CDFI Fund Impact Blog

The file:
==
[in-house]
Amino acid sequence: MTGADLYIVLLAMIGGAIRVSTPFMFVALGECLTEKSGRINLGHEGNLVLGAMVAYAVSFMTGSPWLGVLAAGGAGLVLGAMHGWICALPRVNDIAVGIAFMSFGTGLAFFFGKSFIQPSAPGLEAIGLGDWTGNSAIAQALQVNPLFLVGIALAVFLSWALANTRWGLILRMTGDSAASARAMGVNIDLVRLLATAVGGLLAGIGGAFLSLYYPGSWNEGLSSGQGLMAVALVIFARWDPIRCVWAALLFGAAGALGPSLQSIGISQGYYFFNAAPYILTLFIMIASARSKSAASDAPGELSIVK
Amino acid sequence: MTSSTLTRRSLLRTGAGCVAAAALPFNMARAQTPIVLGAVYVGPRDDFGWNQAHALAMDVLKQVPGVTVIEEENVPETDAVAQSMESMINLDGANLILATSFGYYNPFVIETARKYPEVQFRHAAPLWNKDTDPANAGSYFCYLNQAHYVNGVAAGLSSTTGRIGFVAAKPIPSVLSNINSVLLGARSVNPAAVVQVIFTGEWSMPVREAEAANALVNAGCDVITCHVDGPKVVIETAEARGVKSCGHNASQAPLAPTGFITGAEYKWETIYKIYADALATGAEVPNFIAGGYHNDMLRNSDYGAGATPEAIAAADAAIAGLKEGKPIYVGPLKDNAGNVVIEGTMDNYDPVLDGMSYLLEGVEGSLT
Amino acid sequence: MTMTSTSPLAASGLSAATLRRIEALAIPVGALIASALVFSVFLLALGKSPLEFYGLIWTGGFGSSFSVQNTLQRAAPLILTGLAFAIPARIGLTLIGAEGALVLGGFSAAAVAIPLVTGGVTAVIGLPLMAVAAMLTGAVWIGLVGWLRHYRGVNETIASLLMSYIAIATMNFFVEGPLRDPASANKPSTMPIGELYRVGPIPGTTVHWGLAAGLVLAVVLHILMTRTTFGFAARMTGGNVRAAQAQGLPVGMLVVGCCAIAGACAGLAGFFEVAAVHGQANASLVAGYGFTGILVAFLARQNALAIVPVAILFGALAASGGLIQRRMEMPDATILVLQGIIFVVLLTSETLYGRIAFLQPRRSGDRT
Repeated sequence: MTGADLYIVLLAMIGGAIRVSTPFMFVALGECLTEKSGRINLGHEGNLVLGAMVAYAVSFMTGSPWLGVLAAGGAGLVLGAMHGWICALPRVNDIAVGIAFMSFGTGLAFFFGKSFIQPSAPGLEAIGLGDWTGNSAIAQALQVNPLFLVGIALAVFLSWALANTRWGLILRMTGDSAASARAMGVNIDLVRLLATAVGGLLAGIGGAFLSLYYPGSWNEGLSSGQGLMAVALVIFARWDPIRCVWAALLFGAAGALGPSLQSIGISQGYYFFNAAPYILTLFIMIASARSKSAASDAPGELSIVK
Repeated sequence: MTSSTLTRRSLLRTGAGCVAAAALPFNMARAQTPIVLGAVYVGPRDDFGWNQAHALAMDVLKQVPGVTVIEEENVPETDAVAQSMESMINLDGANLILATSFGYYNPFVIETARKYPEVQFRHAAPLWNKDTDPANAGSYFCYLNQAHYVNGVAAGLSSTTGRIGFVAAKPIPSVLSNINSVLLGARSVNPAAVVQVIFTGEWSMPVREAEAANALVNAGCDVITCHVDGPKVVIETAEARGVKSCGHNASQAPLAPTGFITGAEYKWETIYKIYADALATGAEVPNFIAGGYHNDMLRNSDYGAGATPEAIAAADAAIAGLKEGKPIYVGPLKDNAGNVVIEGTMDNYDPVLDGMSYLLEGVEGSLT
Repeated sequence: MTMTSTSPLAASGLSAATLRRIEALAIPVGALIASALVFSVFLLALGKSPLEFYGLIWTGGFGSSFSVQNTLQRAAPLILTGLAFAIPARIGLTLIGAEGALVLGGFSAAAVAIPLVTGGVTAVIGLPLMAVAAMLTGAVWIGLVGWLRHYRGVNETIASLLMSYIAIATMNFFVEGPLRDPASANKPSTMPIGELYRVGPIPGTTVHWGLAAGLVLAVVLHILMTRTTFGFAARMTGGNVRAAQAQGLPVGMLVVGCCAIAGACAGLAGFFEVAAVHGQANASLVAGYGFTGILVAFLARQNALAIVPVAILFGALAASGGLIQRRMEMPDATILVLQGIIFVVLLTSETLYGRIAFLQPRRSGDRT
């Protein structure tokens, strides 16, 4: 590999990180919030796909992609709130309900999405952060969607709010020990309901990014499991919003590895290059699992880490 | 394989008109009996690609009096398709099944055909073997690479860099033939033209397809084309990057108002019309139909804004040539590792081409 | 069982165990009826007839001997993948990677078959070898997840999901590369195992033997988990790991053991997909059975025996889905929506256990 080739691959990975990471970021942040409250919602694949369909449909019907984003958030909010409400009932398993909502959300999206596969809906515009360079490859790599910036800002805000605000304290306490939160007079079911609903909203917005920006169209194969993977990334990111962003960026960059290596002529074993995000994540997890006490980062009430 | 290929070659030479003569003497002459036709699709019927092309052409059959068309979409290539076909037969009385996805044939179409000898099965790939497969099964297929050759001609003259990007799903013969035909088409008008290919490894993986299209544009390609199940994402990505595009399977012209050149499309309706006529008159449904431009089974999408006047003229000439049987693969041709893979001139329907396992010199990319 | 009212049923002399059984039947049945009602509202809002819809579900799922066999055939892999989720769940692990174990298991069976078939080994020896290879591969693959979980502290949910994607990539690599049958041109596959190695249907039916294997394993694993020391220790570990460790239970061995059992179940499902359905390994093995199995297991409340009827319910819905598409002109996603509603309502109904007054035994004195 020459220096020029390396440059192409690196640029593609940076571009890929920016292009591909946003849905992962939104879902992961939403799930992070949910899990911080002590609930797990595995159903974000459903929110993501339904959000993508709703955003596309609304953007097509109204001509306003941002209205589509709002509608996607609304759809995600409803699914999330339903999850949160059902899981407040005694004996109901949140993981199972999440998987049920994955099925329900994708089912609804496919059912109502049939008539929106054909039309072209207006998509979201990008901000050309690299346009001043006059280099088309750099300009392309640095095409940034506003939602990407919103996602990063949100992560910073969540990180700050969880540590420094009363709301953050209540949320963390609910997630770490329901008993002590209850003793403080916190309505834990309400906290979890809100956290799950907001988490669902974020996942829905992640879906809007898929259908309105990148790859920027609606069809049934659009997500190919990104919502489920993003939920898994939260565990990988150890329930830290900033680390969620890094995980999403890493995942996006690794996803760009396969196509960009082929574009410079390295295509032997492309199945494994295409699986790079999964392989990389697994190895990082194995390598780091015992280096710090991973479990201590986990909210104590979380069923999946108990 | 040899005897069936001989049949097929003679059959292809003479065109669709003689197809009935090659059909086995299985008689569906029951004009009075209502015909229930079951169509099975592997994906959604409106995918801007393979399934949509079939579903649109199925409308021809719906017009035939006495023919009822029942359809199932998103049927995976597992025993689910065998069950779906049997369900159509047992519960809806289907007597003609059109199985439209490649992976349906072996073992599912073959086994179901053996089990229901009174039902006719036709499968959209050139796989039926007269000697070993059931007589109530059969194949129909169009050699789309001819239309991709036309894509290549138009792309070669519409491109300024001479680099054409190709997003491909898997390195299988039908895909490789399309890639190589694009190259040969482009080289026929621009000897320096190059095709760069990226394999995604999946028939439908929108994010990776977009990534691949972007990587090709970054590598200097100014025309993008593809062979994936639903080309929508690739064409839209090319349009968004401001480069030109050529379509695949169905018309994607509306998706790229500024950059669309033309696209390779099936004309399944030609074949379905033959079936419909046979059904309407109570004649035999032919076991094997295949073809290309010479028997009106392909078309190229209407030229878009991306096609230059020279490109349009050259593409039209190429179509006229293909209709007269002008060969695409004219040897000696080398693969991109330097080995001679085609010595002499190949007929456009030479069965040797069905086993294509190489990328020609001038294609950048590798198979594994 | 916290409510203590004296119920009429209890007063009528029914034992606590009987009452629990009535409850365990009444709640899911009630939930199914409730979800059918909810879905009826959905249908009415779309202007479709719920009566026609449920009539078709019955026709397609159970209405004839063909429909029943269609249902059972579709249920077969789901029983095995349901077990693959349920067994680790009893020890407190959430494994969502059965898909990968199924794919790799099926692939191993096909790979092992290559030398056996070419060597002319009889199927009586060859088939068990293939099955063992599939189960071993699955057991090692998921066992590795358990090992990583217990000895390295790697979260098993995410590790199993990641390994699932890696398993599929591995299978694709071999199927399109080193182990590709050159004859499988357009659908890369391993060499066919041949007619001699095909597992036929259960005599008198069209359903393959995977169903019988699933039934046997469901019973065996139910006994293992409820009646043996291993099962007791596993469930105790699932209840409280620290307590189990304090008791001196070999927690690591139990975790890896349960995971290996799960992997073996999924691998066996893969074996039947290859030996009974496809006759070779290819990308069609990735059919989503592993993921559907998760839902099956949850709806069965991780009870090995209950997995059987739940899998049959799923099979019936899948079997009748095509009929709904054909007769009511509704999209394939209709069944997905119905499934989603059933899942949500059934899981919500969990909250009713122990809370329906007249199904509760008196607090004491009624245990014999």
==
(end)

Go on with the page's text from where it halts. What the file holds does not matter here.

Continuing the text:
CDFI Innovation and Impact in the Deltahttps://www.cdfifund.gov/impact/Lists/Posts/ViewPost.aspx?ID=35CDFI Innovation and Impact in the Delta<div class="ExternalClassD375CE71D6BB4A59B94E4E80578034B8"><p>The Delta region is a very special place in America. Covering more than 250 counties from the tip of Illinois, south to Mississippi, and east into Alabama, the eight-state Delta region is home to ten million people. Its residents are hard-working, resilient, and creative people who care deeply about their communities. The Delta Region is also characterized by persistent and pervasive economic distress—with poverty rates three times the national average and unemployment that is double the national average.</p><p>The CDFI Fund’s programs have played a substantial role in providing access to capital and credit for a variety of critical community needs throughout the Delta region. To date, the NMTC Program has spurred more than $3.3 billion of investment into 345 projects and Community Development Financial Institutions (CDFIs) have loaned or invested more than $5 billion throughout the region. CDFI Fund investments have supported a variety of affordable housing, small business and entrepreneurship, financial education and counseling, and commercial development in the Delta. For a snapshot of the CDFI Fund’s impact in the region, <a href="/SiteCollectionImages/Project%20Images/delta.jpg" target="_blank">click here</a>. </p><p>I have often stated that for the CDFI Fund to be successful in its mission, CDFIs of all types and sizes are needed to address the variety of challenges and obstacles facing communities across the country. The greatest impact can be achieved when CDFIs work in collaboration with a diverse array of organizations in collective pursuit of community and economic revitalization. </p><p>Supporting a diversity of organizations, strategies, and collaborations is critically important in the Delta region. I recently had the opportunity to tour the Delta with certified CDFI Hope Credit Union to see first-hand an array of unique initiatives they have supported in an effort to improve lives in economically distressed parts of the region. Hope Credit Union indicates it has generated over $2 billion in financial and related services for the unbanked and underbanked, entrepreneurs, homeowners, nonprofit organizations, healthcare providers, and other community development purposes. Here is what I saw:</p><hr /><p style="width:48%;text-align:center;font-size:9pt;margin-right:1%;margin-bottom:0.5em;float:left;"> <img src="/SiteCollectionImages/Project%20Images/bynum.jpg" alt="" style="width:100%;" />Hope Credit Union CEO Bill Bynum outside Moorhead, MS branch.</p><p style="width:48%;text-align:center;font-size:9pt;margin-right:1%;margin-bottom:0.5em;float:left;"> <img src="/SiteCollectionImages/Project%20Images/social%20suds.png" alt="" style="width:100%;" />Social Suds co-locates key social services at a community facility.</p><p style="clear:both;"> </p><hr /><p> <b>Crosstown Concourse</b> in Memphis, Tennessee has special significance for me in that it was the <a href="/impact/Pages/BlogDetail.aspx?BlogID=7" target="_blank">very first site </a>I toured upon becoming Director of the CDFI Fund. I was there for the project groundbreaking in 2015. It was inspiring to go back this year to see the progress that has been made. Financed with $56 million in NMTCs from multiple CDEs (Mid-City Community CDE, DV Community Investment, Low-Income Investment Fund, SunTrust CDE, MidWest Renewable Capital, and National Trust Community Investment Corporation), Crosstown is a mixed-use redevelopment of a former retail distribution center. Billed as a “vertical urban village,” it will provide one million square feet of retail space (including a grocery store), restaurants, health clinic, charter high school, art center, commercial offices, and affordable housing. At a total development cost of over $290 million, projected community benefits include the creation of at least 500 permanent jobs and the generation of more than $37 million new wages annually in an area experiencing a 32.9 percent poverty rate and an unemployment rate of 9.4 percent. To support its strategy of increasing access to the banking system for underserved populations, Hope Credit Union will have a branch located in Crosstown Concourse. The project is an exemplar of what can be achieved when a community comes together, and when CDFIs and CDEs work hand-in-hand.</p><p> <b>My Cup of Tea and The House at Orange Mound.</b><a href="https://www.shopmycupoftea.com/our-story" target="_blank"> The House at Orange Mound </a>is a resource center for women in the Orange Mound community in Southeastern Memphis. Developed in the late 1800s, Orange Mound is one of the oldest African American neighborhood in the United States. The community experienced challenges and decay through the 1970s and 1980s, but community-led revitalization efforts have begun to reinvigorate this area. Working with women from the Orange Mound community, volunteers and staff teach computer literacy, child-rearing education, GED training, job readiness, cooking, sewing, gardening, and other domestic skills to women who have limited knowledge and marginal exposure to home economics, parenting models, and employment. An initiative of the House at Orange Mound, My Cup of Tea is a small business that packages and distributes tea and provides area women job skill training, mentoring and valuable experience running a small business. To enhance economic inclusion opportunities, Hope Credit Union supports Orange Mound efforts by providing financial education and on-site account opening to program participants.</p><p> <b>Social Suds Resource Center</b> is a laundromat managed by the <a href="http://www.smaweb.org/" target="_blank">South Memphis Alliance</a>. The South Memphis Alliance (SMA) opened in 2000 to help organize neighborhood associations in the urban communities of South Memphis. Over time, SMA expanded to serve youth in foster care and families in need. Located next door to the SMA office, <a href="http://www.smaweb.org/our-work/stand-by-me/" target="_blank">Social Suds </a>provides a space for families to receive information from non-profit and government agencies while utilizing the facility. Again, as part of its economic inclusion activities, Hope Credit Union provides financial education and on-site account openings to SMA clients as part of a one-stop model for community services. </p><p>These businesses and projects are but a few of the many community revitalization and economic development initiatives that CDFIs and CDEs support in the Delta region on an ongoing basis. The CDFI Fund is proud to serve as a partner and facilitator in the continuing efforts to invest in community and economic development opportunities throughout the Delta region.</p><p> <i>Annie Donovan is Director of the Community Development Financial Institutions Fund</i></p></div>Annie Donovan2017-09-01T16:00:00ZLocal Impact35GP0|#1df1c2cf-45f2-4333-8365-93be361333ee;L0|#01df1c2cf-45f2-4333-8365-93be361333ee|Mississippi;GTSet|#52f34ab0-6f81-4fe6-b393-2715c7089532;GP0|#7b1b324b-5c91-4ed6-af66-b40a11835afb;L0|#07b1b324b-5c91-4ed6-af66-b40a11835afb|Credit Unions;GP0|#6739e502-ad8d-4e57-bade-8d5d363e66c7;L0|#06739e502-ad8d-4e57-bade-8d5d363e66c7|In the Field